Warning: You are browsing the documentation for version 3.1 which is not maintained anymore.
If some of your projects are still using this version, consider upgrading.
Table of Contents
The aim of this chapter is to give a more in-depth view of the ACL system, and also explain some of the design decisions behind it.
Symfony's object instance security capabilities are based on the concept of an Access Control List. Every domain object instance has its own ACL. The ACL instance holds a detailed list of Access Control Entries (ACEs) which are used to make access decisions. Symfony's ACL system focuses on two main objectives:
- providing a way to efficiently retrieve a large amount of ACLs/ACEs for your domain objects, and to modify them;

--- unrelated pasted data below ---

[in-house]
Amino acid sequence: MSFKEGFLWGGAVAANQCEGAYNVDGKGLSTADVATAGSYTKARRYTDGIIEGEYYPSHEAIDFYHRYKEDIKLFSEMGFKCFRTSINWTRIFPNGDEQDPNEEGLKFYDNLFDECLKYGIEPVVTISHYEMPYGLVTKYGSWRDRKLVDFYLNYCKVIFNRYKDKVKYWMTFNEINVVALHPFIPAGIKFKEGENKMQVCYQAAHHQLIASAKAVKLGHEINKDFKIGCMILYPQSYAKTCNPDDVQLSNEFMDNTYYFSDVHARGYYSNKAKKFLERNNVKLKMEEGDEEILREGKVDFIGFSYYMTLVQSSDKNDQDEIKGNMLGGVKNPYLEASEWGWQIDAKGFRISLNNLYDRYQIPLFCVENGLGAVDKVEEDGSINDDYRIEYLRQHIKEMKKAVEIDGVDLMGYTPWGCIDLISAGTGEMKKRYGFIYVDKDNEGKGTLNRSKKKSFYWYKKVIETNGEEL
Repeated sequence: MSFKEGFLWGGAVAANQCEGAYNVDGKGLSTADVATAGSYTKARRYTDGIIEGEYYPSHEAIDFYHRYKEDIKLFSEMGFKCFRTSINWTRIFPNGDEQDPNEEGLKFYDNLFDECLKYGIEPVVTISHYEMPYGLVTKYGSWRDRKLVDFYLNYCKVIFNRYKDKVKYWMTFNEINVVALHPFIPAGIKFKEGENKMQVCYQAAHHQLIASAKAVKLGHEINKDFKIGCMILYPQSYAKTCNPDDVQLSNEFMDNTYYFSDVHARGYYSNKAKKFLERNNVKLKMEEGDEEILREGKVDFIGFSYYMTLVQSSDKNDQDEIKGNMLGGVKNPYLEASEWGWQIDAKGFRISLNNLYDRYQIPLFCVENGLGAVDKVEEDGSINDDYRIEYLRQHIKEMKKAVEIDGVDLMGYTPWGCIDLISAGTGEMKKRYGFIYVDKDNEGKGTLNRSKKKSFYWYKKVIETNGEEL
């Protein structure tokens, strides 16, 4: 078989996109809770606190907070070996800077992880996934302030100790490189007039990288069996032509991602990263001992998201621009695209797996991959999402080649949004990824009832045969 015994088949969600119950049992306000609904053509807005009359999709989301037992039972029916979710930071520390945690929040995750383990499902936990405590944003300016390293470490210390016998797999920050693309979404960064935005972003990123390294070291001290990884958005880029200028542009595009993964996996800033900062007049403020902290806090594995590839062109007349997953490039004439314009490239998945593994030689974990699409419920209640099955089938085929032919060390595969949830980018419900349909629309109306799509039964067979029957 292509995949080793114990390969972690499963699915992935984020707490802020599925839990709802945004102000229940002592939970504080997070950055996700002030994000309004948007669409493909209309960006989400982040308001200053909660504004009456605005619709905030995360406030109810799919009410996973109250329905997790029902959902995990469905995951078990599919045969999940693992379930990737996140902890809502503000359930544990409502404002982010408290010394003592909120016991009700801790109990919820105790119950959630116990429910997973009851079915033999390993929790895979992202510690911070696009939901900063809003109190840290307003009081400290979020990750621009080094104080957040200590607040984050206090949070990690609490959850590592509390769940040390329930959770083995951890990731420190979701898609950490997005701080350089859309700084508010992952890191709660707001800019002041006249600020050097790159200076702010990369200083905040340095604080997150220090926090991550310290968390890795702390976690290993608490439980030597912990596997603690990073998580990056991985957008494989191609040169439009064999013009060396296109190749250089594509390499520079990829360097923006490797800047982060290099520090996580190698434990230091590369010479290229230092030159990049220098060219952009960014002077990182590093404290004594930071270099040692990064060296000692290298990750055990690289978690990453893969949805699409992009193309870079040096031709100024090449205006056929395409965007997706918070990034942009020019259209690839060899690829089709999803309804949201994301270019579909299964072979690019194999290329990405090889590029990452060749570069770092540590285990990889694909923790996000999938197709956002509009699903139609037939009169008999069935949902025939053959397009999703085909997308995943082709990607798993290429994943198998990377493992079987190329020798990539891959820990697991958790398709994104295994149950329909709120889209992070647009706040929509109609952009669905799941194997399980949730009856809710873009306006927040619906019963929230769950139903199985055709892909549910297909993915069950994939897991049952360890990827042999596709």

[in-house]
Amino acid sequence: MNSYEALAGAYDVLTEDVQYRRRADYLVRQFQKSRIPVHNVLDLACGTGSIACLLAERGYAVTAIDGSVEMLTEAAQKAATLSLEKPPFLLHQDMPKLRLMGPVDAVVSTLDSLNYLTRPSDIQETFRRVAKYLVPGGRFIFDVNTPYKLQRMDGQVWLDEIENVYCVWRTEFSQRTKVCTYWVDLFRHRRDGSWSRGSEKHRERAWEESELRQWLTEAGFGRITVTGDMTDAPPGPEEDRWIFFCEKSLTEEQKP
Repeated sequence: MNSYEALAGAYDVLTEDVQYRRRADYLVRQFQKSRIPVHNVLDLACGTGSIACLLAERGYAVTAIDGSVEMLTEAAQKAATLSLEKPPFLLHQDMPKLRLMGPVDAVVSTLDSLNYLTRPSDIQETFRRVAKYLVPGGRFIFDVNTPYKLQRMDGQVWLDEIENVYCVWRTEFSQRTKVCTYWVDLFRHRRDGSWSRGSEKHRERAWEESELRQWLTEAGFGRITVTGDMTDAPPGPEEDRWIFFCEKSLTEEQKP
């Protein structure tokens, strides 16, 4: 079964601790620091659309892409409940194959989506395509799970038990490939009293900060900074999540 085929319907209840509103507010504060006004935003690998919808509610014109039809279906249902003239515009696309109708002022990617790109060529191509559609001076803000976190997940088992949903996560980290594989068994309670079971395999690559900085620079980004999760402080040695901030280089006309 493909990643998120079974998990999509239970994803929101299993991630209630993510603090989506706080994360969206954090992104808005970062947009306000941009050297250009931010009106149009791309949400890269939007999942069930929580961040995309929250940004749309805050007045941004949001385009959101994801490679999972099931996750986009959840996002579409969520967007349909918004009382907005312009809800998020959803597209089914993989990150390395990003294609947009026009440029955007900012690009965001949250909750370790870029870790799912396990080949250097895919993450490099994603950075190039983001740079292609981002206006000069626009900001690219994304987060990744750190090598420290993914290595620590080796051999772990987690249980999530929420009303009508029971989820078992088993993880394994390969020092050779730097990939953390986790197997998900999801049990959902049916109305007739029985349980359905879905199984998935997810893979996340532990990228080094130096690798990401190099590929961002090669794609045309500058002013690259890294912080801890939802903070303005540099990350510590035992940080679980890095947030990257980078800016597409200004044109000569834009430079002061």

- providing a way to easily make decisions of whether a person is allowed to perform an action on a domain object or not.
As indicated by the first point, one of the main capabilities of Symfony's ACL system is a high-performance way of retrieving ACLs/ACEs. This is extremely important since each ACL might have several ACEs, and inherit from another ACL in a tree-like fashion. Therefore, no ORM is leveraged, instead the default implementation interacts with your connection directly using Doctrine's DBAL.
The ACL system is completely decoupled from your domain objects. They don't even have to be stored in the same database, or on the same server. In order to achieve this decoupling, in the ACL system your objects are represented through object identity objects. Every time you want to retrieve the ACL for a domain object, the ACL system will first create an object identity from your domain object, and then pass this object identity to the ACL provider for further processing.